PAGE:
Countless rows of bottles, illuminated by the lazy afternoon glow of sunshine through sizable adjacent windows. Each vessel granted with its own unique hue, blushing at the warm touch of rays wrapping across their labels. Unique varieties, regions and countries represented side-by-side, sharing the same space; waiting for the chance to be released at the lips of a curious patron. A wine for every palate, proudly standing in the gaping light, longing to be noticed by a passerby.

Such is the scene as you enter The Royce Detroit with its gleaming front windows that beckon natural light over its shelves of wine from across the globe.

Situated in The Kales Building ‒ one of famed architect Albert Kahn’s many masterpieces strewn about the city − The Royce wine shop and bar is a bright and refreshing space to step into – a sharp contrast against the dark façade of the giant skyscrapers just outside the front door. And that is exactly what Kahn intended, having designed The Kales Building in the early 20th century to be wrapped in glass, drenching with daylight the occupants inside.

Originally home to Kmart Corporation’s corporate headquarters, the 1914 skyscraper would later be used mostly for medical offices until its untimely vacancy in 1986 – a tale too often told of the beautiful structures in Detroit. Abandoned for decades, the building narrowly avoided demolition in the nineties before being bought up and renovated to make way for housing with the sudden re-inhabitance of Detroit’s formerly dwindling downtown.

Today, The Kales Building flourishes, comprised mostly of residential lofts and condos with a few retail spaces at ground level. What used to be corporate and medical offices has made way for a medicinal value of a different kind, with The Royce prescribing grapes to any drop-in who desires the satisfaction of a great conversation or perhaps an escape from what has been weighing on their mind. This is a dream come true for co-owner Angela Rutherford, who left her career in corporate America in hopes that her passion for wine could materialize into not only a livelihood but an experience unlike most others in Detroit.

“I want to be the reason why people live downtown,” said Rutherford. “You know, there are a lot of restaurants opening up and they feel more like destinations that draw in crowds from the outside – which is not a bad thing – but there aren’t many neighborhood kind of hangout joints that have the lights on and the sidewalk in the areas where people are willing to walk by and come in.”

So far, that is just what has happened with The Royce’s instant success: nightly throngs of people – Detroiters, suburbanites, residents of the building, those just stopping by; people of every age and color – dropping in to enjoy the wine and relax in the ambience of the space. A space that is bright and airy, with white exposed brick walls, yet rich and comfortable with Persian-style rugs and dark racks of deeply colored wine bottles and Art Deco accents.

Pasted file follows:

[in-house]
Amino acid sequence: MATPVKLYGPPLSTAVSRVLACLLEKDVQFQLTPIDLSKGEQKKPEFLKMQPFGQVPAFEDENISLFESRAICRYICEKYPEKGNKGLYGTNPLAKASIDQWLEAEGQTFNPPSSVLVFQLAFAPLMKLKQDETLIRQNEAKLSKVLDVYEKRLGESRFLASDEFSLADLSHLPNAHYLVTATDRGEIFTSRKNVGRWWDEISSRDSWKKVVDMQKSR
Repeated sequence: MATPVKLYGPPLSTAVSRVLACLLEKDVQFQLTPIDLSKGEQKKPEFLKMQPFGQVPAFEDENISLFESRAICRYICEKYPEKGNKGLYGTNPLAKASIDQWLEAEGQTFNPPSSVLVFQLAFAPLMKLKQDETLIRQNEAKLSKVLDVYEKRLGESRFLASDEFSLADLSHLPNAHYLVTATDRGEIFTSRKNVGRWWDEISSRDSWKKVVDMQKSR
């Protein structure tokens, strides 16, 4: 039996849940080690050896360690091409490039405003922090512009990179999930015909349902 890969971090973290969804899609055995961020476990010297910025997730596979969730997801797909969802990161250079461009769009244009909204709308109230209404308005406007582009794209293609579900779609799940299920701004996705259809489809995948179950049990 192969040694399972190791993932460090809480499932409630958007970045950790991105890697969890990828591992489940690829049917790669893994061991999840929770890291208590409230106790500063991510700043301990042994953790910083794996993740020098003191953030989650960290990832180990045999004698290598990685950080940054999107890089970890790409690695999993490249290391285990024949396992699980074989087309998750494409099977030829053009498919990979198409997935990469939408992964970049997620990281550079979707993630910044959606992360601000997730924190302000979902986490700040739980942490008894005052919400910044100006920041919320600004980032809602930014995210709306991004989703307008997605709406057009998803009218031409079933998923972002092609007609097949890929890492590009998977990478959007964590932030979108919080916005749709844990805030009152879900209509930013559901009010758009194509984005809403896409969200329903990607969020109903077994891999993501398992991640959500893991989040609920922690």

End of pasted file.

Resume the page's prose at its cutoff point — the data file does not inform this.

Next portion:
Rutherford’s plan for The Royce’s interior was a long time coming, making the space that she found in The Kales building rather fortuitous as it perfectly coincided with the vision that she had imagined for so long.

“Kahn was a phenomenal architect who designed the greatest buildings in the city. Without even knowing what space we were going to go in, I always had in my head the look and feel of this place. The design was going to be inspired by Detroit’s Art Deco and industrial past and I think that’s what we’ve achieved here.”

But it is not just the incredible wine selection and location that has made The Royce a standout; it is also their commitment to the community that sets them apart.

The Royce has a no-gratuity policy, but for patrons who are so inclined, 50 percent of tips are donated to a charity of the month which is selected by employees. So far, The Royce has supported organizations like Detroit Black Community Food Security Network which dedicates itself to the cultivation of healthier food and greater local participation in the politics of food production; and the Ruth Ellis Center in Highland Park – a non-profit committed to providing a safe space for LGBTQ youth.

“We try to focus on really grassroots, community-based, small local charitable organizations,” said Rutherford.

This community-centric mindset comes as no surprise once you learn about Rutherford’s inspiring family history. The Royce’s namesake, Francis Royce Rutherford – Angela’s late grandfather – was a Detective Sergeant in Flint with a heart for his city. Detective Sergeant Rutherford saw the need for better relationships between kids, the city of Flint and the local police and thus created a school program that got local kids active in the Flint community. The program was so successful that it was used nationally and abroad. Angela couldn’t be more proud of this piece of her heritage.

“He’s just always been a huge inspiration to me in terms of giving back to the community and being a part of the community and I wanted to honor that. It’s why we raise money for these local charities every month.”

Rutherford sees a future for The Royce where the space is used as a stage to hold fundraisers and host conversations about what is happening in the community, similar to the way that her grandfather did so many years before. In the meantime, this is already happening on a smaller scale, one conversation at a time. The clientele, like the drink they imbibe ‒ diverse, complex, comprised of so many different hues from so many regions local and afar − mingling by the big front windows, side-by-side in the warmth of the Detroit sun.


This article also appears in the Winter 2017 Print Issue of TBD Mag. Click here to order now